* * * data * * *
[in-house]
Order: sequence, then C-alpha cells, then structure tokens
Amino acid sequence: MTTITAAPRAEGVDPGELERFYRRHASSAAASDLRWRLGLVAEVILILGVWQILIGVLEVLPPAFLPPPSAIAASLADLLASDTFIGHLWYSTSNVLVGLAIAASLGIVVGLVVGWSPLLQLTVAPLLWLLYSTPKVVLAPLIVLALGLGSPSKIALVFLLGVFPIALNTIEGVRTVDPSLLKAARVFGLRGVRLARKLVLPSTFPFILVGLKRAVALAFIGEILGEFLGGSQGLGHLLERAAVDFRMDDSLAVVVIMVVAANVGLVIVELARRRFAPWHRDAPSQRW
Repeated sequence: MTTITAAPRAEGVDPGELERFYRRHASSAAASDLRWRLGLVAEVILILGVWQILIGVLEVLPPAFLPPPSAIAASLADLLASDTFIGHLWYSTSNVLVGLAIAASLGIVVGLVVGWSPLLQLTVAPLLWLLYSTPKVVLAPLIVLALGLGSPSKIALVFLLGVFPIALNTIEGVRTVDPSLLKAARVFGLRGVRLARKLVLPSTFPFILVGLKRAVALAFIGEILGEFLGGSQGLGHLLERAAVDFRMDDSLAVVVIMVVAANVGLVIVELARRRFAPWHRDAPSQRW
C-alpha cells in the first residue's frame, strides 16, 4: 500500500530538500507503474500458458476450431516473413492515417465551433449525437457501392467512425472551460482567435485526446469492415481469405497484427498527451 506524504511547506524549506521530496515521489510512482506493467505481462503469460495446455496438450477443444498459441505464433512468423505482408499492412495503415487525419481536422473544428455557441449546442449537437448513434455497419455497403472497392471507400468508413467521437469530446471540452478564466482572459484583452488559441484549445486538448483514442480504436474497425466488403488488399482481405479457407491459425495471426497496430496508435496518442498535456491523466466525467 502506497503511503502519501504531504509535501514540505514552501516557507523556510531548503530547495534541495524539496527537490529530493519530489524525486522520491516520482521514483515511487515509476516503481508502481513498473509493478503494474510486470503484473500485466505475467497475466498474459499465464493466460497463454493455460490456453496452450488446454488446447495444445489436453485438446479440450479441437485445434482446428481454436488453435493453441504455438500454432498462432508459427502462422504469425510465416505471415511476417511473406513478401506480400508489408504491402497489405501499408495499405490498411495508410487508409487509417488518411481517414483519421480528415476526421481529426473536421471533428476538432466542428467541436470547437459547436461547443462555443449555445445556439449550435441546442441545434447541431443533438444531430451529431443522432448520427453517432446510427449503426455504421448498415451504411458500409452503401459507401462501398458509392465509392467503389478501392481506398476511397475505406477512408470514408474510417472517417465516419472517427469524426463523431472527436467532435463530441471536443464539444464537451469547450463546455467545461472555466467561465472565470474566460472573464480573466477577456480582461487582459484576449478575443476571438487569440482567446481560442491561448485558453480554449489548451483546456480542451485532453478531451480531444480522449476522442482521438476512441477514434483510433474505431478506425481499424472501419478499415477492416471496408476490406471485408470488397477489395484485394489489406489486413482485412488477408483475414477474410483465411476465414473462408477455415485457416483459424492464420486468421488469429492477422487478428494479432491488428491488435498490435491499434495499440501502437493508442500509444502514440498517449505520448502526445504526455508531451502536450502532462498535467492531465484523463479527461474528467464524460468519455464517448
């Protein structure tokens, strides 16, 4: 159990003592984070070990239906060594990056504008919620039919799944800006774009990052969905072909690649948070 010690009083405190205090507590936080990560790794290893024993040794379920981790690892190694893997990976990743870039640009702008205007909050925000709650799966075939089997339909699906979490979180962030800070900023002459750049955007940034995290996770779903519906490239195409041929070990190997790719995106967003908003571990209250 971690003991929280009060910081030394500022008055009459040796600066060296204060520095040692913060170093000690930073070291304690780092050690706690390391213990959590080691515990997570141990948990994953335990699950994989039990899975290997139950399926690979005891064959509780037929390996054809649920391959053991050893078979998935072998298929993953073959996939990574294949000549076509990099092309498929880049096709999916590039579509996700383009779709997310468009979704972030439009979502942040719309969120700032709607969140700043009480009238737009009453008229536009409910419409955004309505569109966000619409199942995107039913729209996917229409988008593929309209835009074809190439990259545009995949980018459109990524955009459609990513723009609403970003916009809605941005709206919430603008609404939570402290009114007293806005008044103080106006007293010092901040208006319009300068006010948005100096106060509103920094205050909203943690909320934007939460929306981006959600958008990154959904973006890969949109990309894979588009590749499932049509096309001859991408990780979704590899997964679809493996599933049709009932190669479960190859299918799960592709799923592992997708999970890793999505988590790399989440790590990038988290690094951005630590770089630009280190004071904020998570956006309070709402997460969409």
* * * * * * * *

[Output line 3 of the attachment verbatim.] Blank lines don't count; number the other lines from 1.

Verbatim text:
Amino acid sequence: MTTITAAPRAEGVDPGELERFYRRHASSAAASDLRWRLGLVAEVILILGVWQILIGVLEVLPPAFLPPPSAIAASLADLLASDTFIGHLWYSTSNVLVGLAIAASLGIVVGLVVGWSPLLQLTVAPLLWLLYSTPKVVLAPLIVLALGLGSPSKIALVFLLGVFPIALNTIEGVRTVDPSLLKAARVFGLRGVRLARKLVLPSTFPFILVGLKRAVALAFIGEILGEFLGGSQGLGHLLERAAVDFRMDDSLAVVVIMVVAANVGLVIVELARRRFAPWHRDAPSQRW